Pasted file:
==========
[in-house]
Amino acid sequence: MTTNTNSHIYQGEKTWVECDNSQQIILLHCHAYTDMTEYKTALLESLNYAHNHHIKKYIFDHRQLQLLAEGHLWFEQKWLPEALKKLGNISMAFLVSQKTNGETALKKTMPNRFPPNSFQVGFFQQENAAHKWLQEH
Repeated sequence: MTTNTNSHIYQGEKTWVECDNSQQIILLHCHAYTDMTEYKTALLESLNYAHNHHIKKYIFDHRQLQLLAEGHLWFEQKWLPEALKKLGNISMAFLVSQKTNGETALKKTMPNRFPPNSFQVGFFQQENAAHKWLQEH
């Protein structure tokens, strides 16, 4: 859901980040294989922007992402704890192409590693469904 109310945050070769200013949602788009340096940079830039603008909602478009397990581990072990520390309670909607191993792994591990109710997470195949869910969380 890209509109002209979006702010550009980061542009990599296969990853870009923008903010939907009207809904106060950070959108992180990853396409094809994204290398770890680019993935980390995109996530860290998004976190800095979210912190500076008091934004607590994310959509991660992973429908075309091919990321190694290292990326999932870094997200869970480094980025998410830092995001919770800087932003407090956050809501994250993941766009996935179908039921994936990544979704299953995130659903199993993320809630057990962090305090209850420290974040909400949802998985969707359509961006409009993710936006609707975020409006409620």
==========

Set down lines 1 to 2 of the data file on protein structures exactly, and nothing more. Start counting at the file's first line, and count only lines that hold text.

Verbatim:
[in-house]
Amino acid sequence: MTTNTNSHIYQGEKTWVECDNSQQIILLHCHAYTDMTEYKTALLESLNYAHNHHIKKYIFDHRQLQLLAEGHLWFEQKWLPEALKKLGNISMAFLVSQKTNGETALKKTMPNRFPPNSFQVGFFQQENAAHKWLQEH